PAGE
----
Tal Klatchko, D.O.

Pulmonary & Critical Care
Roper-St. Francis Hospital
Charleston, South Carolina

Endobronchial Ultrasound

Endobronchial Ultrasound (EBUS) is a relatively new procedure used in the diagnosis of lung cancer, infections, and other diseases causing enlarged lymph nodes in the chest. Currently, only a few centers offer EBUS, a minimally invasive procedure that has proven highly effective.

Why is it used?
The EBUS procedure allows physicians to perform a technique known as transbronchial needle aspiration (TBNA) to obtain tissue or fluid samples from the lungs and surrounding lymph nodes without conventional surgery. The samples can be used for diagnosing and staging lung cancer, detecting infections, and identifying inflammatory diseases that affect the lungs, such as sarcoidosis.

What makes EBUS different?
During the conventional diagnostic procedure, surgery known as mediatinoscopy is performed to provide access to the chest. A small incision is made in the neck just above the breastbone or next to the breastbone. Next, a thin scope, called a mediastinoscope, is inserted through the opening to provide access to the lungs and surrounding lymph nodes. Tissue or fluid is then collected via biopsy.

During endobronchial ultrasound, however, the physician can perform needle aspiration on lymph nodes using a bronchoscope inserted through the mouth. For the EBUS procedure, a special endoscope fitted with an ultrasound processor and a fine-gauge aspiration needle is guided through the patient’s trachea. No incisions are necessary.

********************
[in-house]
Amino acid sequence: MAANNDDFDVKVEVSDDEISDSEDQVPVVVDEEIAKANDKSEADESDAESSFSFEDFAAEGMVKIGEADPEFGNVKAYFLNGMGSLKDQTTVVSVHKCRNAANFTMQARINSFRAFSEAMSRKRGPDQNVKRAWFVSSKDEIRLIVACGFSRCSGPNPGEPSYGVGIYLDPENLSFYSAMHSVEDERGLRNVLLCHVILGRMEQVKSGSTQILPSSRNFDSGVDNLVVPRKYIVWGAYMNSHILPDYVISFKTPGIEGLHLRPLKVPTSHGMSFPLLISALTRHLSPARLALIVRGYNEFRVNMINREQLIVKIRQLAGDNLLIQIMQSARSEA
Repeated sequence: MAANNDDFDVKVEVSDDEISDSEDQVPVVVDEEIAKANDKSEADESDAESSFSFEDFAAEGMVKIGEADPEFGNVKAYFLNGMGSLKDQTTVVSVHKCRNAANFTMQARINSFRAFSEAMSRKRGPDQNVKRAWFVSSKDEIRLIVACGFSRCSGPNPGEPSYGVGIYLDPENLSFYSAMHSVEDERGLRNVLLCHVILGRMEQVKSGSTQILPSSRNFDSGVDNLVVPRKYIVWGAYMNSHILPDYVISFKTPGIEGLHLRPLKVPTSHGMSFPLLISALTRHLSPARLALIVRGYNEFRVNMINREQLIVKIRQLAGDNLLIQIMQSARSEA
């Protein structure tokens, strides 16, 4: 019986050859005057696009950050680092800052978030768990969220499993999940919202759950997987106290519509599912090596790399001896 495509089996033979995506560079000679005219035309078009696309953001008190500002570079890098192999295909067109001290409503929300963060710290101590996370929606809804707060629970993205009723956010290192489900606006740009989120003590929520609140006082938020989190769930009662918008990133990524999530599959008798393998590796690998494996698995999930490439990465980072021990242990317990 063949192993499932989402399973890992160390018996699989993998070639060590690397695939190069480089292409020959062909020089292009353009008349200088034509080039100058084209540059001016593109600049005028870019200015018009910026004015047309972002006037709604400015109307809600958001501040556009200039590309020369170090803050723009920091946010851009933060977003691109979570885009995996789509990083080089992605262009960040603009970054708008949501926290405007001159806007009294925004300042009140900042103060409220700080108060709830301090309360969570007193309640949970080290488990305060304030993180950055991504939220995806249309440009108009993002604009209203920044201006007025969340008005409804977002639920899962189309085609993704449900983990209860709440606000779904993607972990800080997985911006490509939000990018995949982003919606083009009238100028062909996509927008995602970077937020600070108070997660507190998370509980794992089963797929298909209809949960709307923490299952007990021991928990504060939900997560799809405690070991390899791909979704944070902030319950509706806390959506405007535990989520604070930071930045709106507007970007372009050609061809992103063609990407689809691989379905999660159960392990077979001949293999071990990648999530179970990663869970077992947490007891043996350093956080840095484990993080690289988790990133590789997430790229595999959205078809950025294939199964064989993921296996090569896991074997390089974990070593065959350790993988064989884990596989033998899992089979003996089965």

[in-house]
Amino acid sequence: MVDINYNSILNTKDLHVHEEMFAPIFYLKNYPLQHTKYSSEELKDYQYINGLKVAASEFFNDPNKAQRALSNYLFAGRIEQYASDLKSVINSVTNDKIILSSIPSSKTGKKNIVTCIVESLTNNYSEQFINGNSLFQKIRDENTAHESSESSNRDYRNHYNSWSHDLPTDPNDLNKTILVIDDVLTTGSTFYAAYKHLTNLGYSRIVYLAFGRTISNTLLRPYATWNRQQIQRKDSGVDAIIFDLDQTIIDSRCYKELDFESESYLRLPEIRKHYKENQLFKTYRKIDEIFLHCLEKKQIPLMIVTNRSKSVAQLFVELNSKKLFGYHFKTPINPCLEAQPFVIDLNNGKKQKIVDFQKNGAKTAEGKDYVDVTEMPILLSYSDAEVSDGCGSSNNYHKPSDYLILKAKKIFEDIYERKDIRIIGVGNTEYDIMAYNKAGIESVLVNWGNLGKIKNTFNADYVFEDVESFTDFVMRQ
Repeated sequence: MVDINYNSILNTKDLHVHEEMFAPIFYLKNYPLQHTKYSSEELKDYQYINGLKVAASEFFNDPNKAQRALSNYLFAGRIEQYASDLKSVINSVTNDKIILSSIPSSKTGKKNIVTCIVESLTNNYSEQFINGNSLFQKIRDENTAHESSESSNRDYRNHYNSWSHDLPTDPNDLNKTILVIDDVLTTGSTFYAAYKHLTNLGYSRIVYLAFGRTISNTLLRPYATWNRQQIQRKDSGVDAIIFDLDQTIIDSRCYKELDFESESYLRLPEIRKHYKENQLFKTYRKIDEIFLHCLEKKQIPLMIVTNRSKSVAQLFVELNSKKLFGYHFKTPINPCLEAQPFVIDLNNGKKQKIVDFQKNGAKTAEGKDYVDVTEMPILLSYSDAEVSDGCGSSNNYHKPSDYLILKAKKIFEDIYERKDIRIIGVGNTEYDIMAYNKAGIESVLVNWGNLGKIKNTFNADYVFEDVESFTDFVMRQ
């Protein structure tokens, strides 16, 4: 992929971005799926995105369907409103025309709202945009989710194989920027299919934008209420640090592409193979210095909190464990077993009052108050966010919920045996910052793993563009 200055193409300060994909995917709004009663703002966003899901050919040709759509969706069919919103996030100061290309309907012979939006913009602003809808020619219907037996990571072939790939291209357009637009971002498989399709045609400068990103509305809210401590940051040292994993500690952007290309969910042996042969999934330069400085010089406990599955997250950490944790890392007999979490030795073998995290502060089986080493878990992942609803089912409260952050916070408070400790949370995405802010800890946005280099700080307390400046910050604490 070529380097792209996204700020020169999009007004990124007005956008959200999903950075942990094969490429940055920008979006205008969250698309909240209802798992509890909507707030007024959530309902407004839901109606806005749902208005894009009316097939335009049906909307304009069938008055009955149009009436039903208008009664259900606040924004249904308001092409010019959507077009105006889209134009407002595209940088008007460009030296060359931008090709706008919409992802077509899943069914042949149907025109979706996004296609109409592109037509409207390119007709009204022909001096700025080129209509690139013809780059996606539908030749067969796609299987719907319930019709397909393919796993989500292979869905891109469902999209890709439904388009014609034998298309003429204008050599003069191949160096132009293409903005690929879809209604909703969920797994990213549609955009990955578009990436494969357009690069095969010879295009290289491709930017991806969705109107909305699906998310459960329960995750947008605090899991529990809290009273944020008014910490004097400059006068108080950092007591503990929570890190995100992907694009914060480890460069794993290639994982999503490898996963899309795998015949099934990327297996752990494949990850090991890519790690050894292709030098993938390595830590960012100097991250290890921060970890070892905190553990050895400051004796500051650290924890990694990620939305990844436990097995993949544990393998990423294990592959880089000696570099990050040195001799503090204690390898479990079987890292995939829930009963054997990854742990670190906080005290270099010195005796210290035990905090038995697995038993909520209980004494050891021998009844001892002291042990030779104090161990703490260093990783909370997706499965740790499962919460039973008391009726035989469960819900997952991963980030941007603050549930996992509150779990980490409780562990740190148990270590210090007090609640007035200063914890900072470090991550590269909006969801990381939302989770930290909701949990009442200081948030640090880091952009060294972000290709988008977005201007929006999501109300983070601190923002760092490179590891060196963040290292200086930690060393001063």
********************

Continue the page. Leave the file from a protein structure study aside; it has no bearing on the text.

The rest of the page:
Benefits of EBUS
The ultrasound display provides real-time imaging of the surface of the airways, blood vessels, lungs and lymph nodes. The improved images allow the physician to easily view difficult-to-reach areas and to access more, and smaller, lymph nodes for biopsy with the aspiration needle than through conventional mediatinoscopy.

In addition, the accuracy and speed of the EBUS procedure lends itself to rapid onsite pathologic evaluation. Pathologists in the operating room can process and examine biopsy samples as they are obtained, and can request additional samples to be taken immediately if needed.

EBUS is performed under moderate sedation or general anesthesia. EBUS patients recover quickly and can generally go home the same day.